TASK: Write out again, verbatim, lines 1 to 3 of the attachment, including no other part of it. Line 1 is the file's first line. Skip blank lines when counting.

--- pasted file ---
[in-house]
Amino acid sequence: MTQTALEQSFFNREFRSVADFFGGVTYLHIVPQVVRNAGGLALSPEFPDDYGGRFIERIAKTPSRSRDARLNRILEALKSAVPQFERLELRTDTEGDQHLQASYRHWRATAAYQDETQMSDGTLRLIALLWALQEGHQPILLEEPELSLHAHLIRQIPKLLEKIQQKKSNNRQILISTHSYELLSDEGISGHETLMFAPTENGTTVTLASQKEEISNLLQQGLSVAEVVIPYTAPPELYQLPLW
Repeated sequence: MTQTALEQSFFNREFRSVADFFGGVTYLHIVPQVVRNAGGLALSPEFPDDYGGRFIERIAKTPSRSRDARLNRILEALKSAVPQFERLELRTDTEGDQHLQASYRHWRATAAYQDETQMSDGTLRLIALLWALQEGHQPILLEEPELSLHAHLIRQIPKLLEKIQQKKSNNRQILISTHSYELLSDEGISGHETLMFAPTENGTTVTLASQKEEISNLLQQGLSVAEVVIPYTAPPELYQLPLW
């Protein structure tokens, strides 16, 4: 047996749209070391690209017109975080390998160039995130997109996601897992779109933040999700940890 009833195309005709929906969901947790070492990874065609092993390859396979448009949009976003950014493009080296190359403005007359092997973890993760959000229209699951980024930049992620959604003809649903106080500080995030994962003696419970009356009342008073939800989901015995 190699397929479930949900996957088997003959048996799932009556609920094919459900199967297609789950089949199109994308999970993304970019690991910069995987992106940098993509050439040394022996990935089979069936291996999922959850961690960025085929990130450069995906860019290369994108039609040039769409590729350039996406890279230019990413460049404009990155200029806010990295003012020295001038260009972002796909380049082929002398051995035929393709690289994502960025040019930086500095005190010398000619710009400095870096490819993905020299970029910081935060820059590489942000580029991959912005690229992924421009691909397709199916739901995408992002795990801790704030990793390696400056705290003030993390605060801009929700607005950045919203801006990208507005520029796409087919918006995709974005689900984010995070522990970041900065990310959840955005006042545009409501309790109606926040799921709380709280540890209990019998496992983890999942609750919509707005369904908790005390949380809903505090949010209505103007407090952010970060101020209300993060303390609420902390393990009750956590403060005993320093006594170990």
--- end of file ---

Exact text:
[in-house]
Amino acid sequence: MTQTALEQSFFNREFRSVADFFGGVTYLHIVPQVVRNAGGLALSPEFPDDYGGRFIERIAKTPSRSRDARLNRILEALKSAVPQFERLELRTDTEGDQHLQASYRHWRATAAYQDETQMSDGTLRLIALLWALQEGHQPILLEEPELSLHAHLIRQIPKLLEKIQQKKSNNRQILISTHSYELLSDEGISGHETLMFAPTENGTTVTLASQKEEISNLLQQGLSVAEVVIPYTAPPELYQLPLW
Repeated sequence: MTQTALEQSFFNREFRSVADFFGGVTYLHIVPQVVRNAGGLALSPEFPDDYGGRFIERIAKTPSRSRDARLNRILEALKSAVPQFERLELRTDTEGDQHLQASYRHWRATAAYQDETQMSDGTLRLIALLWALQEGHQPILLEEPELSLHAHLIRQIPKLLEKIQQKKSNNRQILISTHSYELLSDEGISGHETLMFAPTENGTTVTLASQKEEISNLLQQGLSVAEVVIPYTAPPELYQLPLW